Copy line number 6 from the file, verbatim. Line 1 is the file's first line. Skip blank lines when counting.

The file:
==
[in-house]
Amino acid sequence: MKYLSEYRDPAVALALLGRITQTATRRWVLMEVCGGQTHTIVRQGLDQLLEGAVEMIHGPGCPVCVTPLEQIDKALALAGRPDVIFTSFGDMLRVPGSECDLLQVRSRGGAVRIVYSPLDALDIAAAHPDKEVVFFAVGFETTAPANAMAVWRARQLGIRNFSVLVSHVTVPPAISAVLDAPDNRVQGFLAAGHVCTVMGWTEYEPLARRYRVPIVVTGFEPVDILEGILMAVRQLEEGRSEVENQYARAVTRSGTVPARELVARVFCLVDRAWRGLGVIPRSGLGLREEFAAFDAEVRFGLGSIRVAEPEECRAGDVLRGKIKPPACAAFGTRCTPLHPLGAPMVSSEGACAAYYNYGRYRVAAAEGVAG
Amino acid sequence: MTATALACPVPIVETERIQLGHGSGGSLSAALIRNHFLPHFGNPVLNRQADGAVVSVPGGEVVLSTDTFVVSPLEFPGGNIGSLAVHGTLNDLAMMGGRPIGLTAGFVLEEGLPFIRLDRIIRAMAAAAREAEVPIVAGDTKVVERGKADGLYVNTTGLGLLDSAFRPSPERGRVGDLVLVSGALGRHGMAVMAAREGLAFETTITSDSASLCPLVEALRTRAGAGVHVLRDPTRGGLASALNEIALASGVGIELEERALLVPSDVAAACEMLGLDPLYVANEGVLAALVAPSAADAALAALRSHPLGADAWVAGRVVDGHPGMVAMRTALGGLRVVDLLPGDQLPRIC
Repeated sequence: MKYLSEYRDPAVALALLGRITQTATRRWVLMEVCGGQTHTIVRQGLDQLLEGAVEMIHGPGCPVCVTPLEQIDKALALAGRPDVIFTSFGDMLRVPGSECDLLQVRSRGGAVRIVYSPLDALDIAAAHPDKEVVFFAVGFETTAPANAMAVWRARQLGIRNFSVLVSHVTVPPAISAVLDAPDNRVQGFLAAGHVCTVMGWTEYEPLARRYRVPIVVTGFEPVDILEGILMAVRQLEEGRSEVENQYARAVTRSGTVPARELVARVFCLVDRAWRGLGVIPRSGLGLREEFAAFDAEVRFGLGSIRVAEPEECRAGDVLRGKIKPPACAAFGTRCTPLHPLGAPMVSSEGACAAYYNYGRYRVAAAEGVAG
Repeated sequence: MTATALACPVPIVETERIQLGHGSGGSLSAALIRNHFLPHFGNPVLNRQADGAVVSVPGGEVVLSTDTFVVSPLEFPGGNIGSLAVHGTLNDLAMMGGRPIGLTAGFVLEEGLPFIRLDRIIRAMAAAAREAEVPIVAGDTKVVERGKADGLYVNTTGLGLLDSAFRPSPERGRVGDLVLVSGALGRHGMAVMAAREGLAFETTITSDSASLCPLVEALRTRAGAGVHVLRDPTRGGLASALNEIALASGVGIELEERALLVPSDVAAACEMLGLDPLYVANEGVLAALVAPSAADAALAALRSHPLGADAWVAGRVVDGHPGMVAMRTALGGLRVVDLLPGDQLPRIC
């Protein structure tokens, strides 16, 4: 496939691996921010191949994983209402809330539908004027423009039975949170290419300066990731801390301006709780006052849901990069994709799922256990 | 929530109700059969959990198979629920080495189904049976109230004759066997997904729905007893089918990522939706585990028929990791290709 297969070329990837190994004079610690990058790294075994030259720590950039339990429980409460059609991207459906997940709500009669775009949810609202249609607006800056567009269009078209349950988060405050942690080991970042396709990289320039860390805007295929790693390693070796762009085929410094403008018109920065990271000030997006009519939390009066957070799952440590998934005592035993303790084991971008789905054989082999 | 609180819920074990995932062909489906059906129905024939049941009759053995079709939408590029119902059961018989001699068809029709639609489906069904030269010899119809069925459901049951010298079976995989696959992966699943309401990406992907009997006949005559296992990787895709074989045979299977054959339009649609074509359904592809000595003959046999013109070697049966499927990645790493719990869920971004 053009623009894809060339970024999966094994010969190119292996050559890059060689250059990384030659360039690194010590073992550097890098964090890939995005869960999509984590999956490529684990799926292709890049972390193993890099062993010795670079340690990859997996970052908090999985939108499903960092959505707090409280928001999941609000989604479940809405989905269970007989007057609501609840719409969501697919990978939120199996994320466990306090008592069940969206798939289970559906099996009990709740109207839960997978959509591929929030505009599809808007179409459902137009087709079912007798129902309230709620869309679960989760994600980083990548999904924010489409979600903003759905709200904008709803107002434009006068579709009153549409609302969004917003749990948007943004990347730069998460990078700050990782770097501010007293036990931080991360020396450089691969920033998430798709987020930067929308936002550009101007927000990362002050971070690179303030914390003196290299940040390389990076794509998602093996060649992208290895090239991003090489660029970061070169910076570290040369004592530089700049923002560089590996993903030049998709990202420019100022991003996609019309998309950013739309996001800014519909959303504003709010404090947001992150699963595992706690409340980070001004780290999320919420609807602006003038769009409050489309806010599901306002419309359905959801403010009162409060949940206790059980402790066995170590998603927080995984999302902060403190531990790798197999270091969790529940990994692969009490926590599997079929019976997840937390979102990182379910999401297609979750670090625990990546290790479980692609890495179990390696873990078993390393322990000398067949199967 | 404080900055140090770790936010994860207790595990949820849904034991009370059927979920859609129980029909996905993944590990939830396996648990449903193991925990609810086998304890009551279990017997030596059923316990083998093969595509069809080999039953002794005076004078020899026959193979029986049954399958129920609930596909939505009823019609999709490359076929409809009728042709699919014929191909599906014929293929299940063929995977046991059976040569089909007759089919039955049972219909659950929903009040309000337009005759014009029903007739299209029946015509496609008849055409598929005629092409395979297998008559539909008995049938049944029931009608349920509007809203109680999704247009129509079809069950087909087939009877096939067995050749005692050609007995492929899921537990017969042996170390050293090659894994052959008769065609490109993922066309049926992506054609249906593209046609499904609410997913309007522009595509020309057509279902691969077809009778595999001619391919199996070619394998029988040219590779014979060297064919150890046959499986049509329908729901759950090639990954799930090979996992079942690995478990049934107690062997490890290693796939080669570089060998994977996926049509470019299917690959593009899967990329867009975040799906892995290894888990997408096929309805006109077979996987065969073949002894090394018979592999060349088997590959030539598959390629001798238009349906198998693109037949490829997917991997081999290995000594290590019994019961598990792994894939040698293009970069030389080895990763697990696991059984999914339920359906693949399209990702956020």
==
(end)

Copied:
């Protein structure tokens, strides 16, 4: 496939691996921010191949994983209402809330539908004027423009039975949170290419300066990731801390301006709780006052849901990069994709799922256990 | 929530109700059969959990198979629920080495189904049976109230004759066997997904729905007893089918990522939706585990028929990791290709 297969070329990837190994004079610690990058790294075994030259720590950039339990429980409460059609991207459906997940709500009669775009949810609202249609607006800056567009269009078209349950988060405050942690080991970042396709990289320039860390805007295929790693390693070796762009085929410094403008018109920065990271000030997006009519939390009066957070799952440590998934005592035993303790084991971008789905054989082999 | 609180819920074990995932062909489906059906129905024939049941009759053995079709939408590029119902059961018989001699068809029709639609489906069904030269010899119809069925459901049951010298079976995989696959992966699943309401990406992907009997006949005559296992990787895709074989045979299977054959339009649609074509359904592809000595003959046999013109070697049966499927990645790493719990869920971004 053009623009894809060339970024999966094994010969190119292996050559890059060689250059990384030659360039690194010590073992550097890098964090890939995005869960999509984590999956490529684990799926292709890049972390193993890099062993010795670079340690990859997996970052908090999985939108499903960092959505707090409280928001999941609000989604479940809405989905269970007989007057609501609840719409969501697919990978939120199996994320466990306090008592069940969206798939289970559906099996009990709740109207839960997978959509591929929030505009599809808007179409459902137009087709079912007798129902309230709620869309679960989760994600980083990548999904924010489409979600903003759905709200904008709803107002434009006068579709009153549409609302969004917003749990948007943004990347730069998460990078700050990782770097501010007293036990931080991360020396450089691969920033998430798709987020930067929308936002550009101007927000990362002050971070690179303030914390003196290299940040390389990076794509998602093996060649992208290895090239991003090489660029970061070169910076570290040369004592530089700049923002560089590996993903030049998709990202420019100022991003996609019309998309950013739309996001800014519909959303504003709010404090947001992150699963595992706690409340980070001004780290999320919420609807602006003038769009409050489309806010599901306002419309359905959801403010009162409060949940206790059980402790066995170590998603927080995984999302902060403190531990790798197999270091969790529940990994692969009490926590599997079929019976997840937390979102990182379910999401297609979750670090625990990546290790479980692609890495179990390696873990078993390393322990000398067949199967 | 404080900055140090770790936010994860207790595990949820849904034991009370059927979920859609129980029909996905993944590990939830396996648990449903193991925990609810086998304890009551279990017997030596059923316990083998093969595509069809080999039953002794005076004078020899026959193979029986049954399958129920609930596909939505009823019609999709490359076929409809009728042709699919014929191909599906014929293929299940063929995977046991059976040569089909007759089919039955049972219909659950929903009040309000337009005759014009029903007739299209029946015509496609008849055409598929005629092409395979297998008559539909008995049938049944029931009608349920509007809203109680999704247009129509079809069950087909087939009877096939067995050749005692050609007995492929899921537990017969042996170390050293090659894994052959008769065609490109993922066309049926992506054609249906593209046609499904609410997913309007522009595509020309057509279902691969077809009778595999001619391919199996070619394998029988040219590779014979060297064919150890046959499986049509329908729901759950090639990954799930090979996992079942690995478990049934107690062997490890290693796939080669570089060998994977996926049509470019299917690959593009899967990329867009975040799906892995290894888990997408096929309805006109077979996987065969073949002894090394018979592999060349088997590959030539598959390629001798238009349906198998693109037949490829997917991997081999290995000594290590019994019961598990792994894939040698293009970069030389080895990763697990696991059984999914339920359906693949399209990702956020």